Loading the box of books on the back of his bike, Fernando accompanied us to the Vinho school where we presented the Books for Africa Friends of Reading Network and mobile lending library. He was so proud of becoming one of the first “Friends of Reading” in Vinho (see him in the photo with his book bag of ten books). Since we left Gorongosa five days ago, he has used a friend's phone to call me daily to let me know which books he has finished. It is individuals like this, who despite their difficult life circumstances, jump at opportunities presented to them—and getting books to their remote villages is one way of helping present those opportunities!

Wednesday, December 2, 2009

Books by Four Wheel Drive, by Foot, and by Dug-Out Canoe!

We have been struck by the extreme poverty in the rural villages we’ve visited since leaving Nwadjahane, and equally struck by the friendliness of everyone we meet—it seems the more remote a community, the more friendly and warm the inhabitants! Accompanied by two jovial community Gorongosa outreach staff, Domingos and Verniz, and Muero, the driver, Lehla and I traveled over the past three days down miles of dirt roads and mountain paths by car, walked by foot, and even crossed a river by dugout canoe, carrying books and materials to share the Books for Kids Africa Friends of Reading Network with adults and children living in the area.

As in our visit to Nwadjahane, the giggles and smiles that broke the shyness and reticence of community members by Lehla’s funny animal impersonations were heartwarming. Children, and sometimes women, often handled books with unfamiliarity—holding them backwards and upside down—but all seemed eager to participate. Unlike in Nwadjahane, children here, living so close to Gorongosa National Park, did seem familiar with native African wild animals like elephants, crocodiles, and hippopotamuses. Books in the program capitalize on those interests, and include stories from other cultures, easy reading picture books, life in traditional villages, word identification books, and simple chapter books. Because books are mixed by interest and reading level, a whole family with different reading levels and interests can enjoy the ten books borrowed each week.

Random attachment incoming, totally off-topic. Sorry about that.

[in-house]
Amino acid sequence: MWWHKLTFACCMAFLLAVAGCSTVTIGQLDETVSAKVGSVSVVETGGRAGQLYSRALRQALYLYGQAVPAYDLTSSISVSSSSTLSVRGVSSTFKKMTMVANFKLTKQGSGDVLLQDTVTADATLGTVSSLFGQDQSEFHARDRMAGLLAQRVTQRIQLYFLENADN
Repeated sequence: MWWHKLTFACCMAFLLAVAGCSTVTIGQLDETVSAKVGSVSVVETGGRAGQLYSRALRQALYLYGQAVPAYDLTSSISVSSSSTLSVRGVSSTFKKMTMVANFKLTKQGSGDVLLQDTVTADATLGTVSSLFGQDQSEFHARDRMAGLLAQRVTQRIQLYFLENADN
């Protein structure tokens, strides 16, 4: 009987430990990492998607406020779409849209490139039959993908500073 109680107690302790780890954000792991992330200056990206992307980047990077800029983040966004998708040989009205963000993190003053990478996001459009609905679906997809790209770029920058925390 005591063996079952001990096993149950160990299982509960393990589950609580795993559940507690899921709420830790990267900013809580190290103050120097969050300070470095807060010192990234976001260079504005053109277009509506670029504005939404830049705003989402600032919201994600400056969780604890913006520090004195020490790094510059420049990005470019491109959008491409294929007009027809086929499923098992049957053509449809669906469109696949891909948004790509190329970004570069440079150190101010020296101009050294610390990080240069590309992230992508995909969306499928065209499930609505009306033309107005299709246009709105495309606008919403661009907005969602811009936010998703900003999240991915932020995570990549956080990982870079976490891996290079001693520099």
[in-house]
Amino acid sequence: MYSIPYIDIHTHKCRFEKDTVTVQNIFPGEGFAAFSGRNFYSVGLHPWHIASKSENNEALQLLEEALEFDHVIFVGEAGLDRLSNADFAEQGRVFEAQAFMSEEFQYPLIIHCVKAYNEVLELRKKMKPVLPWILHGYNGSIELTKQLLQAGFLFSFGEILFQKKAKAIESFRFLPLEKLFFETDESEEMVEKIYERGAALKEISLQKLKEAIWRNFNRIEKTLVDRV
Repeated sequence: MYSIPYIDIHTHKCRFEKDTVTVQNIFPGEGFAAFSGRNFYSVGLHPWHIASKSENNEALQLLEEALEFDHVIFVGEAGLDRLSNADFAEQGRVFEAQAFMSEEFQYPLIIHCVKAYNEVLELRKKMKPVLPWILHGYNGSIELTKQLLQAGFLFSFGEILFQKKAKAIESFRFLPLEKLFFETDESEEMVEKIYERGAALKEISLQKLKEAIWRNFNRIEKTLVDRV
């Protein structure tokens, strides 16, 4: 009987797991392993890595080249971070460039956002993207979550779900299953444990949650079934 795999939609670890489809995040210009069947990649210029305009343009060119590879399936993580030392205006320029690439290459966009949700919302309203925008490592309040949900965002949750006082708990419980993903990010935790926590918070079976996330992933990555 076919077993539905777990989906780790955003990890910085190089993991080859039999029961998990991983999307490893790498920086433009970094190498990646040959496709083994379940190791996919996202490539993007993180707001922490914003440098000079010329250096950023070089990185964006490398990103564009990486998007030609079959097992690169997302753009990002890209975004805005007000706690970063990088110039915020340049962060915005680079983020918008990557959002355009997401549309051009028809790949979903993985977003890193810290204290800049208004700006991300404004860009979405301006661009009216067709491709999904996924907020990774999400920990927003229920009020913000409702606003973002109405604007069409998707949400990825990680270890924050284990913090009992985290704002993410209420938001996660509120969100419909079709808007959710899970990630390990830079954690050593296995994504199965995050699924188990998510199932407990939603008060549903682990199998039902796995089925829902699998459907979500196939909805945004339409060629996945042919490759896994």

Along the way to one of the villages, we passed a well-built community library. The library was clean and neat with several tall bookcases but it was unattended and had few books, among them perhaps two dozen children books. As Domingos said, our mobile library where books travel directly to people in their homes has great potential. Adults do not have to travel far and they can borrow books at convenient times from the local coordinator and read at their leisure in their homes. It is a simple project but the multiplier effect has vast potential.

Sometimes it is hard to promote a project that does not directly address such basic needs as food, medical care, jobs, and transportation—but I am always struck by the eagerness that people with little schooling and desperate living situations have for learning. They want information, they want their children to learn to read so they can go further in school and get better jobs, they want to continue to learn themselves though they cannot go to school. Though we are fulfilling a less tangible basic need, learning to read and falling in love with reading and learning expands the mind and expands the imagination—these books are bringing hope and the light of knowledge to remote communities, families, and individuals.